Lindsey Graham's Democratic challenger just broke a fundraising record - looking to oust the senator
Jaime Harrison, a Democratic candidate looking to oust Sen. Lindsey Graham (R-SC), raised more than $3.5 million in the last three months of 2019, the State reported on Monday.
Harrison's haul is the most a Democratic challenger has ever raised in South Carolina history.
Harrison topped his previous fundraising totals from earlier in 2019, heading in to 2020 with $4.6 million in the bank.
Graham has not released his fundraising total from the end of 2019, but brought in just $3.3 million in the third quarter of the year, according to the State.
"Sen. Graham thinks he will ease his way to reelection, but he's about to face his greatest challenger and that is Jaime Harrison," Guy King, a Harrison campaign spokesman, told the State.
A mid-December poll showed Graham with a narrow 2-point lead over Harrison, a potentially worrying sign in a state Donald Trump carried by 14 points in 2016.
"Senator Lindsey Graham's favorability is exceptionally low among Independent voters," the poll noted at the time, adding Graham "looks extremely vulnerable against Democratic contender Jaime Harrison."
Like Harrison, other Democratic candidates in GOP-leaning states are raising an eye-popping amount of cash to take on Republican incumbents.
In Iowa, Theresa Greenfield raised more than $1.6 million in her effort to oust Sen. Joni Ernst. Ernst did not release her fundraising totals for the end of the year, but Greenfield outraised her in the previous quarter by more than $150,000.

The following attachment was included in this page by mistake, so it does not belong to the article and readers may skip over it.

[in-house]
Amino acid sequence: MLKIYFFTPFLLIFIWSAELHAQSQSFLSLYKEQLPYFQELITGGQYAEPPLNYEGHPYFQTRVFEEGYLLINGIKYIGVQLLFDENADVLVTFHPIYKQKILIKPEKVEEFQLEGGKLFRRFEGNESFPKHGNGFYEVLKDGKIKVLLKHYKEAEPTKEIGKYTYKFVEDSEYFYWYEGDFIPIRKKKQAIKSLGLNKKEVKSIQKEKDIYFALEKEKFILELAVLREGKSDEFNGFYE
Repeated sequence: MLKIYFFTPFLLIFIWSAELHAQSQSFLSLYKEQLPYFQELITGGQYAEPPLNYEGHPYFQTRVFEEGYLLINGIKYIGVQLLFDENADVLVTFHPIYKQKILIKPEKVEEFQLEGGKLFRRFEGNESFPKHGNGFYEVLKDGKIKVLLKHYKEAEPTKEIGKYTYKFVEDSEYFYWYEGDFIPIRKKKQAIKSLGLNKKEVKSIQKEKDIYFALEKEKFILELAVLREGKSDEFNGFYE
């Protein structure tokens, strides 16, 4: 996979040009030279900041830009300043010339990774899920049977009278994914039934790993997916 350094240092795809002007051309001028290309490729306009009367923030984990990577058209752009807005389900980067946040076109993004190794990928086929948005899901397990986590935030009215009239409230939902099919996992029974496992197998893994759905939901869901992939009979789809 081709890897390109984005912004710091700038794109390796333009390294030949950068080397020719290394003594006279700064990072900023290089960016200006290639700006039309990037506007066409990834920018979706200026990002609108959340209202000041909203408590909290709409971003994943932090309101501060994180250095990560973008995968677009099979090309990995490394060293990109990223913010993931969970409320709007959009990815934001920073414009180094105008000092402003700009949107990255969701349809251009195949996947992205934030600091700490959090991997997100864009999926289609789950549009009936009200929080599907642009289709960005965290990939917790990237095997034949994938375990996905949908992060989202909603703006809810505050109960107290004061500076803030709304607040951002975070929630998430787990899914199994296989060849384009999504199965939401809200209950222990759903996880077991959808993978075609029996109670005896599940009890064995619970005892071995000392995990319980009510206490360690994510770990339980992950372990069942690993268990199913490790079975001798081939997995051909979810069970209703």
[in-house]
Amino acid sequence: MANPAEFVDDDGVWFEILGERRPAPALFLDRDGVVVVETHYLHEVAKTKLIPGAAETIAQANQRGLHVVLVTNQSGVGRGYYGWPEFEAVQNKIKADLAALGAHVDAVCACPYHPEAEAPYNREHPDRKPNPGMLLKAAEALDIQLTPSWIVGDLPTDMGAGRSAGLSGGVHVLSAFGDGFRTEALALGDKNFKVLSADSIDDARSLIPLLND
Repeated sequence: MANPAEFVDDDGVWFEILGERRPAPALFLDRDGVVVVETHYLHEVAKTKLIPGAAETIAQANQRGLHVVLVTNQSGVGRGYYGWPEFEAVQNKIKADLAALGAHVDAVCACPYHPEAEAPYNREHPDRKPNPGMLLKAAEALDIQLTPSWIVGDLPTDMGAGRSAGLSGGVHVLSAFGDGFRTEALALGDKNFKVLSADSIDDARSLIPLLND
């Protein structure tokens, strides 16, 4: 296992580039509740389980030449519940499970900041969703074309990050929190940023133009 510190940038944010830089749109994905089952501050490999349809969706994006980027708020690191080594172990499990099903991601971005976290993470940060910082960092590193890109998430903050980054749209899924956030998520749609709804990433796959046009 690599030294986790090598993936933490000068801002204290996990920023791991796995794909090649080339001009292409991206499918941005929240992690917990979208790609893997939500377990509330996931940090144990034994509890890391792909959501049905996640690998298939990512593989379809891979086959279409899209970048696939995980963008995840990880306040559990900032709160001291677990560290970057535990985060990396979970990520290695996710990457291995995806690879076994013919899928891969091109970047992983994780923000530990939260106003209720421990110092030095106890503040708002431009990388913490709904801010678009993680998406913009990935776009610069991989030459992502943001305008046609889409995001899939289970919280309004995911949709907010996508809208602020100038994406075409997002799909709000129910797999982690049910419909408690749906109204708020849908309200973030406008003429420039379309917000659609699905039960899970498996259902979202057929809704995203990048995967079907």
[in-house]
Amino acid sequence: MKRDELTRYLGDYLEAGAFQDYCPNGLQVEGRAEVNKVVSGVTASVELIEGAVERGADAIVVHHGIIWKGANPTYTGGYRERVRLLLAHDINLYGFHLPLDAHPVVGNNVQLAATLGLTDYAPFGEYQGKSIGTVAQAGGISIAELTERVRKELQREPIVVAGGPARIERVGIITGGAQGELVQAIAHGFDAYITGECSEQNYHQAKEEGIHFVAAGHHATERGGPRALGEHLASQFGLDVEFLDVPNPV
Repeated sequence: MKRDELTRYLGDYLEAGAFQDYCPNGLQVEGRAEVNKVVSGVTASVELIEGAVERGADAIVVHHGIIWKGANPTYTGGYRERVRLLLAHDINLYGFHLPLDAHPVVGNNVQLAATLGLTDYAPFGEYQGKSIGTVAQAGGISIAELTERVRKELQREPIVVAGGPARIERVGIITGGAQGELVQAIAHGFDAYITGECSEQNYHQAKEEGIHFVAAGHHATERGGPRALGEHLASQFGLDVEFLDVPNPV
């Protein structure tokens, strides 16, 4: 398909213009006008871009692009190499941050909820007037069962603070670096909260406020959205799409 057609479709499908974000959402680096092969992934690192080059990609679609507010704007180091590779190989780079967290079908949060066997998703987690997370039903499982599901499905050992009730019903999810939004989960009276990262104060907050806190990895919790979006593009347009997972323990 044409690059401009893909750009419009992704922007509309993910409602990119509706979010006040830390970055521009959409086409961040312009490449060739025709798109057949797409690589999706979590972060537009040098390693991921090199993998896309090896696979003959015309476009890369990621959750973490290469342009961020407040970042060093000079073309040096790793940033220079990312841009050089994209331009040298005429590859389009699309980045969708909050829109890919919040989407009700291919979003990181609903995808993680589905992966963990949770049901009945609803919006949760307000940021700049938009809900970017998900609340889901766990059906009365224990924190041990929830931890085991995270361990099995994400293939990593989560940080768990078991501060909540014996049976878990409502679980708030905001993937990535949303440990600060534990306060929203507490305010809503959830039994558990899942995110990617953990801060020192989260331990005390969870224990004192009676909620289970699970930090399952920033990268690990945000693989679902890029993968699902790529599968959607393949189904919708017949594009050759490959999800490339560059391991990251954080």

In Kentucky, Amy McGrath raised $6.2 million in an effort to replace Senate Majority Leader Mitch McConnell, after raising more than $10 million the previous quarter.
In Georgia, Democrat Jon Ossoff raised more than $1 million in the last three months of 2019 in his challenge to replace Republican Sen. David Perdue. Other candidates in that race have not released their fundraising totals.
Also in Georgia, Matt Lieberman, son of former Sen. Joe Lieberman (D-CT), raised $700,000 in his campaign to fill the seat of the retired Sen. Johnny Isakson. In December, Georgia Gov. Brian Kemp selected Republican donor Kelly Loeffler to represent the state until the November election.
The fundraising numbers were released the same week that the progressive fundraising platform ActBlue announced more than $1 billion in campaign contributions in 2019 for Democratic candidates and causes.
Republicans currently hold a narrow 53-47 majority in the Senate, meaning Democrats need to flip three seats and win the White House to gain a majority, or flip four seats outright to guarantee a majority.
In early November, before the latest South Carolina poll and fundraising numbers were released, the Cook Political Report listed Arizona, Colorado, Maine, and North Carolina as the most likely pick-up opportunities.
Among Democratic incumbents, Alabama's Sen. Doug Jones is the most vulnerable, with Cook Political Report labeling the race a toss-up.
Published with permission of The American Independent Foundation. Attribution: Dan Desai Martin.